Central Banks Sit on Their Bullion Reserves

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". . .falling central bank sales 'might put a floor of some kind under gold, near $500 or so.'"

The world's major central banks, which hold more than 15% of above-ground gold, are expected to reduce their sales or lending of their bullion reserves this year, potentially restricting supplies and putting a floor under gold prices.

Several precious metals consultancies and the industry's main trade group anticipate total sales from major central banks such as France and Switzerland will decline again this year. One estimate projects sales could tumble to their lowest level in at least a decade.

Fewer sales mean gold supplies, which have been retreating in recent years as mining production has weakened, are likely to keep falling short of demand.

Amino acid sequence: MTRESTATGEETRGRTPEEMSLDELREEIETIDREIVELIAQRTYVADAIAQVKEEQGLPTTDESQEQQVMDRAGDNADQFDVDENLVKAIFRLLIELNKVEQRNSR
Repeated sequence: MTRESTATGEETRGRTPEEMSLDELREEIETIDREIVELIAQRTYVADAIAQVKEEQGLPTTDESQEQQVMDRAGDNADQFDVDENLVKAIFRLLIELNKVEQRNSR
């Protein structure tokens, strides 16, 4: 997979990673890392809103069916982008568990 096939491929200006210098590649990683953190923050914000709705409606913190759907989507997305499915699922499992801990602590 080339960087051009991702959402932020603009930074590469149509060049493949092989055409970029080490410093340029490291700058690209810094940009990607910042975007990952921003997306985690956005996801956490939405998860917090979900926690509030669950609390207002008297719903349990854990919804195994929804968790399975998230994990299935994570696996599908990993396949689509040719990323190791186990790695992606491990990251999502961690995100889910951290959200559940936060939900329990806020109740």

As long as investor appetite stays strong - and that's a big question mark, of course - this trend should support prices over the long term.

"Falling central bank sales have been a part of the gradual improvement in the overall balance between demand and supply in the gold market," said George Milling-Stanley, managing director of the official sector at the producer-funded World Gold Council.

Jon Nadler, senior analyst at Kitco Bullion Dealers, said falling central bank sales "might put a floor of some kind under gold, near $500 or so."

Analysts also anticipate official holders such as central banks will lend less of their reserves, keeping with a trend of recent years. Some analysts say central banks' loans of their reserves to mining companies and private banks contributed to a slump in gold prices in the second half of last year.

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